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Page 46 - The manner of the carriage is by laying rails of timber from the colliery down to the river, exactly straight and parallel ; and bulky carts are made with four rowlets fitting these rails, whereby the carriage is so easy that one horse will draw down four or five chaldrons of coals, and is an immense benefit to the coal merchants.
Page 32 - ... of some rapidity ; and give it as my opinion (although I had little faith before) that he has discovered the art of working boats by mechanism and small manual assistance against rapid currents...
Page 14 - How entirely unconnected with them shall we be, and what troubles may we not apprehend, if the Spaniards on their right, and Great Britain on their left, instead of throwing stumblingblocks in their way, as they now do, should hold out lures for their trade and alliance?
Page 57 - ... on shore, that they are not to be scalded to death nor drowned by the bursting of the boiler, and that they need not mind being shot by the scattered fragments, or dashed in pieces by the flying off, or the breaking, of a wheel.
Page 14 - The Western States (I speak now from my own observation) stand as it were upon a pivot. The touch of a feather would turn them any way.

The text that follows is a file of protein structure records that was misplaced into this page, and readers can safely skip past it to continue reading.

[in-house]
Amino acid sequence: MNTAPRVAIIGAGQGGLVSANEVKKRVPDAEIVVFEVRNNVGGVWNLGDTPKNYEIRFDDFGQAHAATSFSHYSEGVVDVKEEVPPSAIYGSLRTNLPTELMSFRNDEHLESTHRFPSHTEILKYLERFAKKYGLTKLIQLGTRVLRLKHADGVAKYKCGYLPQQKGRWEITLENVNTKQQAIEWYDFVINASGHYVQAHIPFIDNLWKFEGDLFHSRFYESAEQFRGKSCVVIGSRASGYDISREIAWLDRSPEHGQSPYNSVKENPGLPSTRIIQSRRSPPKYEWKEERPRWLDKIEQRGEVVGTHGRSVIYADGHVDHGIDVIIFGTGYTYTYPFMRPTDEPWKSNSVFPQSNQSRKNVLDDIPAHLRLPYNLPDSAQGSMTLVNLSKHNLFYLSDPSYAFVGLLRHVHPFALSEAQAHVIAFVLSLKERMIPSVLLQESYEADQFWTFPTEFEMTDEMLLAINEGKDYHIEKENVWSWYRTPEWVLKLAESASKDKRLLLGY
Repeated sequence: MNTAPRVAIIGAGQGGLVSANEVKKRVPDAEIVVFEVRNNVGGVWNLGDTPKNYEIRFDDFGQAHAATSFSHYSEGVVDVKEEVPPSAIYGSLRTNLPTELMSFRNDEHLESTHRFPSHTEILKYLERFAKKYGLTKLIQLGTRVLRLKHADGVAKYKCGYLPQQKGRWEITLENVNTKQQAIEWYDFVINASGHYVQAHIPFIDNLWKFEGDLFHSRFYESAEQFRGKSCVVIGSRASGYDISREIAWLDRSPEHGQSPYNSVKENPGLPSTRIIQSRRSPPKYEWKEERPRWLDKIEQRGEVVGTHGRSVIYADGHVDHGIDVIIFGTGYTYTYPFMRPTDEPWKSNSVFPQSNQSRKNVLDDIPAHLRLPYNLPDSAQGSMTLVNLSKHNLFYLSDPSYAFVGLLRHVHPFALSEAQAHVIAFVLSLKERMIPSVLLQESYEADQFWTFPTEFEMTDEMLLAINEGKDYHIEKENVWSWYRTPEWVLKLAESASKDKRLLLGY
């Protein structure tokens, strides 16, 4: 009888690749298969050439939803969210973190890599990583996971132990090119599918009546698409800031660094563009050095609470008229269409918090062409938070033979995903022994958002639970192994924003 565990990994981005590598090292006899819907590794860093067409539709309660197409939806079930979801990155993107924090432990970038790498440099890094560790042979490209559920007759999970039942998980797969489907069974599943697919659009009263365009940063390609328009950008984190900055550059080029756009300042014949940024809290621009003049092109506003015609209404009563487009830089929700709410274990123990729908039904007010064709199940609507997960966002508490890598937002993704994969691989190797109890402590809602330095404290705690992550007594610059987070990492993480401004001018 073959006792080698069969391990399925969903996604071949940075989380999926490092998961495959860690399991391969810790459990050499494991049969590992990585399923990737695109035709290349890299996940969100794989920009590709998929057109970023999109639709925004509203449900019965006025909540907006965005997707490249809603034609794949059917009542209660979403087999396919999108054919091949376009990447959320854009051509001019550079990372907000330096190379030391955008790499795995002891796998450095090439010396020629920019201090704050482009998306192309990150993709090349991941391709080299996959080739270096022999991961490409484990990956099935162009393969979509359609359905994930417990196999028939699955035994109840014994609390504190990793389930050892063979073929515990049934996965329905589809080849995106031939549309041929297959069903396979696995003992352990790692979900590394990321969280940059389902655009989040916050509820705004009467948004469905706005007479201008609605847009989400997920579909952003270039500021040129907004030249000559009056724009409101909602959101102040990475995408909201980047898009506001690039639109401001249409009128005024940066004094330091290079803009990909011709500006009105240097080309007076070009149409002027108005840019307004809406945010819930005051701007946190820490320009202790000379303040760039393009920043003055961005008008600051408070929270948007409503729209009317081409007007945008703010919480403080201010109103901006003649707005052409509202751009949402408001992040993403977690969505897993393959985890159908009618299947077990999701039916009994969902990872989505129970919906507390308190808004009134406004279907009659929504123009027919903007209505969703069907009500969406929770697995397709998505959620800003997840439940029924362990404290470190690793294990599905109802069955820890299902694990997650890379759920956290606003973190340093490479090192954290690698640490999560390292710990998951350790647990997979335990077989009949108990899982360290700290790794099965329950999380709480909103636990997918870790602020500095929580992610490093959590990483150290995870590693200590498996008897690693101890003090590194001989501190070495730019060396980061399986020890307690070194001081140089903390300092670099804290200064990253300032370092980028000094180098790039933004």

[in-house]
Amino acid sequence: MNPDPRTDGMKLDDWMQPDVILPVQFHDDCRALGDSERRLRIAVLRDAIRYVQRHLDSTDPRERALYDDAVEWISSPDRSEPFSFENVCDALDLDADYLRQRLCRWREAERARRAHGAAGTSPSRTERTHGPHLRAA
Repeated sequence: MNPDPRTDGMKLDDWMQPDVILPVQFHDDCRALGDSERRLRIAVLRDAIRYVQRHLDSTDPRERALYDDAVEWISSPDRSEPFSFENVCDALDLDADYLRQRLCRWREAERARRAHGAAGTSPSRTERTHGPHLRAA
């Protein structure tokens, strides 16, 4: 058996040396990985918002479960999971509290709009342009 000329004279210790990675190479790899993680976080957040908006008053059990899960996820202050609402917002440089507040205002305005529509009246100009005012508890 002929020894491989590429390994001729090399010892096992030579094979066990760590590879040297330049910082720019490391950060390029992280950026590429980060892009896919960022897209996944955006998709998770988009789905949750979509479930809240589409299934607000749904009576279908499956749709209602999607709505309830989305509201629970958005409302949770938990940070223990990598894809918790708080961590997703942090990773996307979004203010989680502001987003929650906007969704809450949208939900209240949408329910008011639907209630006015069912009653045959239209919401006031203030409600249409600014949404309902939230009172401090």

Page 14 - I need not remark to you, sir, that the flanks and rear of the United States are possessed by other powers, and formidable ones, too; nor how necessary it is to apply the cement of interest to bind all parts of the Union together by indissoluble bonds, especially that part of it which lies immediately west of us, with the United States.
Page 266 - There would be no difficulty in the way of constructing a railroad from the Atlantic to the Pacific Ocean...
Page 25 - The port, indeed, was full of shipping; but they were dismantled and laid up. Their decks were cleared, their hatches fastened down, and scarcely a sailor was to be found on board. Not a box, bale, cask, barrel, or package, was to be seen upon the wharves.
Page 46 - Another thing that is remarkable is their wayleaves, for when men have pieces of ground between the colliery and the river they sell leave to lead coals over their ground, and so dear that the owner of a rood of ground will expect £20 per annum for this leave.